Pesme iz Bolesti i Zdravlja by Enes Halilović

Author:  Enes Halilović

Enes HalilovicBelgrade. Konras. 2011. ISBN 9788675520559

Enes Halilović (b. Novi Pazar, 1977) started the prominent literary journal Sent and published three books of poems prior to Pesme iz Bolesti i Zdravlja (Poems of sickness and health) as well as two books of short stories and two plays. Eighty-six poems in free verse make up this new collection.

He begins with a Khalil Gibran quote about illness and health. It’s retold as a tale as other poems, which are anecdotes, stories read or overheard, and rendered in stanzas resembling ghazals, haikus, or lists, in a witty, honest, even shocking voice. He uses ancient Greek, Roman, Egyptian, Christian, and Muslim references to speak about the present and himself as a poet—a Muslim living in the southern part of Serbia. His poems also deal with the issue of being ill and hospitalized, while in the background lurks the civil war between Christians and Muslims. 

He compares poetry to prose and asks why one writes poetry when no one has asked for poetry at the library for a year except for himself. His poem “Working Temperature” describes how he falls in love with poetry at the end of each novel he reads. His relationship with poetry is like that of a thief lurking by, trying to steal what he wants. Poetry as a profession doesn’t pay. He continually struggles with this, yet it doesn’t stop him from conversing with other poets such as Homer, Horace, Rumi, Whitman, and Shakespeare. How can one live and go on with all the bad news around us, he asks in “Fruit Trees,” as did Adorno after the Holocaust.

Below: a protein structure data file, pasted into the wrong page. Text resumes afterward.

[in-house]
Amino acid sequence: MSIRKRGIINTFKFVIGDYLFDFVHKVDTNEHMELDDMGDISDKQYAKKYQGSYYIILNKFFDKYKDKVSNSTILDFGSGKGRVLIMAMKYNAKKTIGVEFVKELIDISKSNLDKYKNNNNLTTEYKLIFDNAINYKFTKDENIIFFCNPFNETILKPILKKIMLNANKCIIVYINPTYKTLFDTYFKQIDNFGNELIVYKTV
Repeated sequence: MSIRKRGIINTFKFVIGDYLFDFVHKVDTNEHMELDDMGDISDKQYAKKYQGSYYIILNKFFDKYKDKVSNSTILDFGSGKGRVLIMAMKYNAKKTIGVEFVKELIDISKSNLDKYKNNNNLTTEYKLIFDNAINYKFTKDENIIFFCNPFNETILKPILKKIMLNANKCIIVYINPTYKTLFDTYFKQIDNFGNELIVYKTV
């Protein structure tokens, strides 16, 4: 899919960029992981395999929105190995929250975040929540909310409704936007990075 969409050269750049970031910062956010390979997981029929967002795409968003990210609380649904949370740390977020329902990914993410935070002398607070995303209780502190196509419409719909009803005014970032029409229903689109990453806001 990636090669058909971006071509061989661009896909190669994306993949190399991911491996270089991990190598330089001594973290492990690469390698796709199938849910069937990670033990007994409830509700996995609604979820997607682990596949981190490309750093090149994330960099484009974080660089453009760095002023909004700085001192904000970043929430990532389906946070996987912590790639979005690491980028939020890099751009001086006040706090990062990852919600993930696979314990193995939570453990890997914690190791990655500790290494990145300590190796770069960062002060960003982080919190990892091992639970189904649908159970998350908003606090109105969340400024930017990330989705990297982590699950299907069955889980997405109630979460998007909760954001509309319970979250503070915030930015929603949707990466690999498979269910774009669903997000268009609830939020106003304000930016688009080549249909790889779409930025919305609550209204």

In the middle of the book, he has a fourteen-part poem, “Zvezdara,” about his ulcer and hospitalization. Even at the hospital, he can’t live without poetry and easily debates with dead poets about his colonoscopy, or therapy. He jokingly writes, “All roads lead to the toilet. / Rome is now far away.” In a sense, in this poem he sees his youth dying away. He hopes his three-year-old son will have a better future, yet he “cries silently,” knowing the history of violence is bound to recur, as in “Bodrum” and “On Behalf of Life’s Lessons.” He is afraid of death, of occupying armies. Muslims in his community, including himself, had to circumcise their boys secretly during communist times in Eastern Orthodox Serbia.  

He ends the book with a rather gloomy prediction of how not even reincarnation is news anymore, as it is preempted by news of “war, floods, and sellers of fog.” This moving book of contemporary poetry by Enes Halilović is essential reading. These are poems, in Gibran’s words, of “immeasurable beauty”—making art out of pain.

Biljana D. Obradović
Xavier University of Louisiana